The campaign has been firing off email missives aimed at working-class donors, Obama himself has been asking his 2008 big donors to re-up and the campaign is pressuring bundlers to rake in more cash. The search for new donors is a major priority.
“There is a sense of urgency that things are going well but we need to redouble our efforts,” said Don Peebles, a Washington real estate developer who sits on Obama’s national finance committee and is credited with bundling as much as $200,000 for the reelection campaign.
Peebles said there are “constant phone calls and discussions” among finance committee members — including a Monday call in which he did not participate — urging bundlers to pick up the pace. “Trying to find new big donors, that’s one of the big things,” he said.
The problem, he said, is that Obama is alienating potential big donors with attacks on Wall Street while his reelection campaign has already reaped the maximum contributions from its most supportive big donors. So the challenge for Obama bundlers is identifying and courting new donors “because the donors who are predisposed to give to him have already given,” Peebles added.
(...) “We could lose if this continues,” warned a blunt email sent by the Obama campaign to supporters on Monday.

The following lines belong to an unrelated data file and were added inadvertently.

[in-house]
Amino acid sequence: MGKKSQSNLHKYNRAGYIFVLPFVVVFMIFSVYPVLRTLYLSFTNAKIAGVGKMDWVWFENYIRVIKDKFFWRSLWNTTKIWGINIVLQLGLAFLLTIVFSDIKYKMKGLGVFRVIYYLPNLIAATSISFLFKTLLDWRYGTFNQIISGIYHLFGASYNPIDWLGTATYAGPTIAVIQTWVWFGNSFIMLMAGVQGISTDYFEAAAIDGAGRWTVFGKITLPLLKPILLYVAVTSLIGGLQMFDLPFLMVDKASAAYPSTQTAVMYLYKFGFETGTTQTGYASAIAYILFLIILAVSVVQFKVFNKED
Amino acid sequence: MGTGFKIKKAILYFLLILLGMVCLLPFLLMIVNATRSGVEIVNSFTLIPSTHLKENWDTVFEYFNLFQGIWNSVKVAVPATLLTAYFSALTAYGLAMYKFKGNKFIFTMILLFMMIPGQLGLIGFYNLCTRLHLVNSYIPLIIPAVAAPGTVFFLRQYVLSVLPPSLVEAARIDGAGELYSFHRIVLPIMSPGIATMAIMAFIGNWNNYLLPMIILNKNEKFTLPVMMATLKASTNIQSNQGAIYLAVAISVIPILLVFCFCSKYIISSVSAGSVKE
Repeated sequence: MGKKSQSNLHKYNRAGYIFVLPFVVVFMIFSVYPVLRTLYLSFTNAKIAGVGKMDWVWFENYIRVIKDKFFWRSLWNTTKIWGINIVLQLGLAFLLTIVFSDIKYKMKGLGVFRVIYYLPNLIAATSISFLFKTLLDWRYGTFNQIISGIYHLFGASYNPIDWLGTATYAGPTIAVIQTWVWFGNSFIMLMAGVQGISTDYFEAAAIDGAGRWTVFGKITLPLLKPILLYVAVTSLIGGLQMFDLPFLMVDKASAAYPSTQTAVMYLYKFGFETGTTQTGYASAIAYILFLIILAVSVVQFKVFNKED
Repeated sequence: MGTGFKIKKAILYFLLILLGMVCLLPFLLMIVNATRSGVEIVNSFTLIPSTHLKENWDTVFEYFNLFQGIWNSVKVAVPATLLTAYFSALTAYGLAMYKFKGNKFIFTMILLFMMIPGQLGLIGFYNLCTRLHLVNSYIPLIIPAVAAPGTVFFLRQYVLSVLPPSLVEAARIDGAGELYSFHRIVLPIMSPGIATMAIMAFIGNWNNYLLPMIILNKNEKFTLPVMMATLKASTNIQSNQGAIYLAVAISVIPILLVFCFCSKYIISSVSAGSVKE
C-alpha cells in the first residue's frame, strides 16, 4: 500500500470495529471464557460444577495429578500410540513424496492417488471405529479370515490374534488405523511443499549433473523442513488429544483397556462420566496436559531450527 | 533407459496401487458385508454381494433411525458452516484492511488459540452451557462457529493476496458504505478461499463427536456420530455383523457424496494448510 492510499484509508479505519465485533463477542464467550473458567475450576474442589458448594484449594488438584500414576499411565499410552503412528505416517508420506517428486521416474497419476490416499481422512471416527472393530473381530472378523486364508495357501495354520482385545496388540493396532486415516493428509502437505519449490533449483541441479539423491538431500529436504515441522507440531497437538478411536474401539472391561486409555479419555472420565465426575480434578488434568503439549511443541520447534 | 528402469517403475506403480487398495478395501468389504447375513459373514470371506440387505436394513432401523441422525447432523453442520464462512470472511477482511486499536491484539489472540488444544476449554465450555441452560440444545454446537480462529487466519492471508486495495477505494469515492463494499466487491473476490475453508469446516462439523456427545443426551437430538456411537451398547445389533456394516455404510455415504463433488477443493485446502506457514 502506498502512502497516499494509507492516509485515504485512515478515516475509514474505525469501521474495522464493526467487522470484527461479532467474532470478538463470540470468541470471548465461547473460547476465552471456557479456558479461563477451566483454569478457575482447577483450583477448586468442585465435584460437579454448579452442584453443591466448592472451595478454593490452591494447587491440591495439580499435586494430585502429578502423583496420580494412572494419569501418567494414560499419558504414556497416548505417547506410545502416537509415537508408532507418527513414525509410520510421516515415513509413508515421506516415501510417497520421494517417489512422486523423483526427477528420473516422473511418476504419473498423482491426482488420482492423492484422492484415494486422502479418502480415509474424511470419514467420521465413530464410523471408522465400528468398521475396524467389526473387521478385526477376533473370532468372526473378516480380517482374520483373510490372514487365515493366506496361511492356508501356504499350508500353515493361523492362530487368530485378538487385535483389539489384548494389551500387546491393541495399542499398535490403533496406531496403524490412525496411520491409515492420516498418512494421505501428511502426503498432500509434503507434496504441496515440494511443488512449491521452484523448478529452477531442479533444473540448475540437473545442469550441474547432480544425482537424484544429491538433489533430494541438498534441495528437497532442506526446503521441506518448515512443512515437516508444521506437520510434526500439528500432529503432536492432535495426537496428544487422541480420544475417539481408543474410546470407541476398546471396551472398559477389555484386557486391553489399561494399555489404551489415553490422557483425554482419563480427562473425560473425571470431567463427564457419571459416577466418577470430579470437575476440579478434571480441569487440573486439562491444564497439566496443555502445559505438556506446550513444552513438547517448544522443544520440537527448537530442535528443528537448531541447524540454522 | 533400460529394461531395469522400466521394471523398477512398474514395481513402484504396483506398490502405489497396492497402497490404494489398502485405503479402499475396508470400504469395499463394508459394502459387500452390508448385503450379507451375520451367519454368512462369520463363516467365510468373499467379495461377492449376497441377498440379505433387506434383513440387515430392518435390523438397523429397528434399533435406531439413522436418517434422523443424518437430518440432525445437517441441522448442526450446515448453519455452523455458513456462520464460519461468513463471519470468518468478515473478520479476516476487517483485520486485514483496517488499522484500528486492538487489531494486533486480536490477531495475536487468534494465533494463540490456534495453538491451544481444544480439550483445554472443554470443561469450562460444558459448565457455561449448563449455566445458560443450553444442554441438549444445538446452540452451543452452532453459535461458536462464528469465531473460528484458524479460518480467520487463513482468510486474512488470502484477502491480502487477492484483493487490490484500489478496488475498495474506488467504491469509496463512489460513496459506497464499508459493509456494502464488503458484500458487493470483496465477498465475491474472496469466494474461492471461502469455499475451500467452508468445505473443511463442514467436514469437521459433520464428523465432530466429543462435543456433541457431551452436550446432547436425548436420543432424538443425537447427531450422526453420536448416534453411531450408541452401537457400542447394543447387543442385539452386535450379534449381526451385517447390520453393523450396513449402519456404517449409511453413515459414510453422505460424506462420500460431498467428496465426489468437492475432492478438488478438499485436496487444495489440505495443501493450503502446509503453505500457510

“We had our best fundraising month yet, and we still fell about $35 million short. We can win while being outspent — but we need to keep it close,” said the email from Ann Marie Habershaw, the campaign’s chief operating officer. The email then asks for $3 or more to help close the gap. “If we can’t keep the money race close, it becomes that much harder to win in November,” she warned.
Even before the latest numbers were released, Obama urged donors to shell out cash early to defend against an onslaught on the airwaves come November.
On a conference call last month from Air Force One with donors who maxed out to his 2008 campaign but have yet to do so this time around, Obama warned that the May cash deficit could hurt the campaign’s chances to air ads and organize on the ground.
(...) Another Obama fundraiser said the pressure to bring in more cash has been constant. “There’s still pressure to raise,” that person said. Still, “I think if we were running 15 percent ahead of where we are, … it would still be that way.”
On the Air Force One call, Obama also lamented “the special interests that are financing my opponent’s campaign” and warned: “A few billionaires can’t drown out millions of voices.”
But attacks on Romney’s wealth and that of his supporters — an increasing Democratic tactic — are not going to help coax any new donors to write big checks, warned Peebles.
“It’s certainly not inspiring anybody who is on the fence about supporting Obama to rush to the phone or to the computer to contribute to him, that’s for sure. The inverse may be happening,” Peebles said, asserting such attacks may “tip them over to Romney and the Republicans or to do nothing.”